The killing of George Floyd in the US has unleashed a wave of protest around the world.
Like you, I was horrified to watch the video of a policeman with his knee on George’s neck for 8 or 9 minutes, eventually killing him.
It’s not the first time we’ve seen this occur in the US.
But racism isn’t restricted to the US. It occurs all over the world, including here in Britain and in my place of birth, Australia.
I’ve come to realise that being neutral about racism in our society makes me complicit in perpetuating it.
I won’t do that any longer.
For me, this is not a political issue. It’s a simple issue of right and wrong
What am I doing about it?
I’ve decided to do the work and get myself educated, rather than defending the status quo as I’ve done for much of my life.
I feel late to the conversation and I’m only taking my first baby steps.
In the last few weeks, I’ve started reading books and listening to interviews online by black authors and speakers describing their experience of racism.
I’ve read Why I’m No Longer Talking To White People About Race by Reni Eddo-Lodge.
I watched a video interview, How To Be An Anti-Racist with Dr Ibram Kendi. I also listened to his interview on Brene Brown’s podcast.
One either endorses the idea of a racial hierarchy as a racist or racial equality as an anti-racist. It isn’t possible to be simply “not racist.”Dr Ibram Kendi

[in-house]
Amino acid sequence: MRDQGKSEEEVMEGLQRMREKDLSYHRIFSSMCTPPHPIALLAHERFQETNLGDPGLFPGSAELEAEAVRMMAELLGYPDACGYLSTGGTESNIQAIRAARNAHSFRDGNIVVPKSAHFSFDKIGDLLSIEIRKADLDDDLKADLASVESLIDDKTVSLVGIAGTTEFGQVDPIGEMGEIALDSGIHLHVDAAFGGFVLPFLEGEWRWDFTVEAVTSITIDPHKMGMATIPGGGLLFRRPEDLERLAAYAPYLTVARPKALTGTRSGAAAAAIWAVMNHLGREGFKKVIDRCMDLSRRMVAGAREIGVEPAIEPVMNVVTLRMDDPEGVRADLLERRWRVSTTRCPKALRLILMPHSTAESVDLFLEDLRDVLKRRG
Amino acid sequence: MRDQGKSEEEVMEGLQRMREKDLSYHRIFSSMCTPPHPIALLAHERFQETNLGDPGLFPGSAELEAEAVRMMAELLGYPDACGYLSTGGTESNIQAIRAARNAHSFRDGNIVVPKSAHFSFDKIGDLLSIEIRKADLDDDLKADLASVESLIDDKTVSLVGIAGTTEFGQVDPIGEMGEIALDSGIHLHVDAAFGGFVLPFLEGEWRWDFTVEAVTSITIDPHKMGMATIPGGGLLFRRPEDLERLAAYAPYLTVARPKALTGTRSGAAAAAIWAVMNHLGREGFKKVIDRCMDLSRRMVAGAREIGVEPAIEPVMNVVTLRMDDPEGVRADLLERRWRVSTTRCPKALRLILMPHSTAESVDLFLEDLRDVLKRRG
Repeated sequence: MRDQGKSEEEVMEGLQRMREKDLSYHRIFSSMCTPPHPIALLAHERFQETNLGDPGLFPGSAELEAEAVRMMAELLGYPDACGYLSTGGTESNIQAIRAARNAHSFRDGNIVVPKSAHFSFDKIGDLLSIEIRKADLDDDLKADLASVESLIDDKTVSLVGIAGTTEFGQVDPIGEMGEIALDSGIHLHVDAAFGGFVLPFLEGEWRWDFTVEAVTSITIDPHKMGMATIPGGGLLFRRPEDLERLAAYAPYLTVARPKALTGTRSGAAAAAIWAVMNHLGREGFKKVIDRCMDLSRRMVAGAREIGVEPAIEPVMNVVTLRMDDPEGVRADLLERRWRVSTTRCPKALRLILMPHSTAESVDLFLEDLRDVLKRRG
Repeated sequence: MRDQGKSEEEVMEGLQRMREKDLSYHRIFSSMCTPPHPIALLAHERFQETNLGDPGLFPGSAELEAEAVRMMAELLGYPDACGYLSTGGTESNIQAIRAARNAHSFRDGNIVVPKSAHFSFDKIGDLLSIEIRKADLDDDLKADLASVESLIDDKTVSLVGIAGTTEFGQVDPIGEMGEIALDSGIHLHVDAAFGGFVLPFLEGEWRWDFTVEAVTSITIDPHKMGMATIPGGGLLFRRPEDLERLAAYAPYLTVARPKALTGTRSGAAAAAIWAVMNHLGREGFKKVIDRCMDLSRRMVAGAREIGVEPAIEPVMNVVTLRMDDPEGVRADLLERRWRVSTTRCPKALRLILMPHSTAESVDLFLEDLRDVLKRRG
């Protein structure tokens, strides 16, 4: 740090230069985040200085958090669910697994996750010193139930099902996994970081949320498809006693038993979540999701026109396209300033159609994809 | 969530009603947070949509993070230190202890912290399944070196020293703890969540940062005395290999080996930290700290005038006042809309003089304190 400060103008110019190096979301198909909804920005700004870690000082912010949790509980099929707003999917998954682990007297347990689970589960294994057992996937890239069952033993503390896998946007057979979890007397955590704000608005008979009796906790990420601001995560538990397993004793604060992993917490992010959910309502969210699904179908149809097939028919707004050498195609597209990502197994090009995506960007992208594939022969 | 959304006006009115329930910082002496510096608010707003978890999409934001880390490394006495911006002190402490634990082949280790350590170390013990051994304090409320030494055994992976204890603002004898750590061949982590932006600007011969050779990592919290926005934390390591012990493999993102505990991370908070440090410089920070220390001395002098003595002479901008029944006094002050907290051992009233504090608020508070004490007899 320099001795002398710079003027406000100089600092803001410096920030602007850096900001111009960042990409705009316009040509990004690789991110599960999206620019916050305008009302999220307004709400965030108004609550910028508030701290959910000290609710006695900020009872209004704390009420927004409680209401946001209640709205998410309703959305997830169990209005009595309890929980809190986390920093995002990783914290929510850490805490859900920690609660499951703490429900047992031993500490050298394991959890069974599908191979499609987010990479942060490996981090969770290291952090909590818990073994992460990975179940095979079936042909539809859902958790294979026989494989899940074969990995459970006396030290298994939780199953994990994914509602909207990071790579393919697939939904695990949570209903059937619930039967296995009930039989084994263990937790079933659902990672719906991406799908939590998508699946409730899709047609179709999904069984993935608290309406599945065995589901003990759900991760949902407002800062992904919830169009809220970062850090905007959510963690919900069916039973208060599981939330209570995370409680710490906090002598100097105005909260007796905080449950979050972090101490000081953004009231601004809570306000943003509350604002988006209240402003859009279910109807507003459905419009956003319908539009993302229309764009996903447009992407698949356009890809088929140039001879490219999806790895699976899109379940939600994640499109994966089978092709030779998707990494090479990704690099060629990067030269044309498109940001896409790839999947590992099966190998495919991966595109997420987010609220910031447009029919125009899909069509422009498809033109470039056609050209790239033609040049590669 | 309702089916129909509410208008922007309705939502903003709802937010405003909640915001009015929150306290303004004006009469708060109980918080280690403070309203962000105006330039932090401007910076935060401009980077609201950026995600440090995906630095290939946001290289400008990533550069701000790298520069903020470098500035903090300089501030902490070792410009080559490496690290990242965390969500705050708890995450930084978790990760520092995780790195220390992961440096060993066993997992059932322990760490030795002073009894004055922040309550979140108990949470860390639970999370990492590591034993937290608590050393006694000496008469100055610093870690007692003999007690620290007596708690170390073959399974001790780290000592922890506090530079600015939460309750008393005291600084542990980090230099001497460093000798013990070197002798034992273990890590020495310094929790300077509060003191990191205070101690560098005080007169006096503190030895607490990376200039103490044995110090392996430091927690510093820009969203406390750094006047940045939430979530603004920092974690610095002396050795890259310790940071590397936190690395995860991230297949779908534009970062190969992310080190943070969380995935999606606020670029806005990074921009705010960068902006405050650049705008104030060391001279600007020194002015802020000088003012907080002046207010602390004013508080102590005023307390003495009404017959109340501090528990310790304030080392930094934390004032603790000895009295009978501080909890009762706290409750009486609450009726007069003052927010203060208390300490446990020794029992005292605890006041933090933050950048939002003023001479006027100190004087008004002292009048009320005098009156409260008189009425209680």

I read Bad Feminist, by Roxanne Gay which covers issues of sexism and race. And I’ve just started, Women, Race and Class by Angela Davis.
I’ve assembled a reading list to continue with. I’m trying to listen and learn.
What I’m finding
I’ve actually heard for years that it’s up to white people to do their own work getting educated about racism and similarly for men to get themselves educated about sexism. It’s not up to those experiencing the oppression to do that for me.
As I’ve read and listened and started doing the work, I have felt incredibly uncomfortable as I’ve confronted my own racism. I’ve found myself upset and angry, thrown way off-kilter emotionally. It’s been far harder than I anticipated it would be. I knew it wasn’t going to be a walk in the park, but I was unprepared for the severity. I understand why no one wants to do this work.
But I’ve only had a week or two of feeling uncomfortable. Those experiencing racism are in a constant battle against what is often an invisible and shifting enemy. If I want to be part of the change I have to do the work and feel the feelings.
I’m also seeing the ways that the racism debate is constantly being shut down.
I can’t undo my racism by reading articles in the mainstream press or by white writers.
Where is my business?
Our business consists of 12 people; 10 of them outsourced suppliers. We think of them as our team (despite being outsourced) and work closely with them on different aspects of making FP Advance what it is.
Here are our diversity stats:
- 42% male and 58% female
- At the senior executive and ownership level: 50% male and 50% female
- 83% white
Transparency is key. We’ve got a lot of work to do and we are committed to doing it. I realise it’s a late start to a long journey.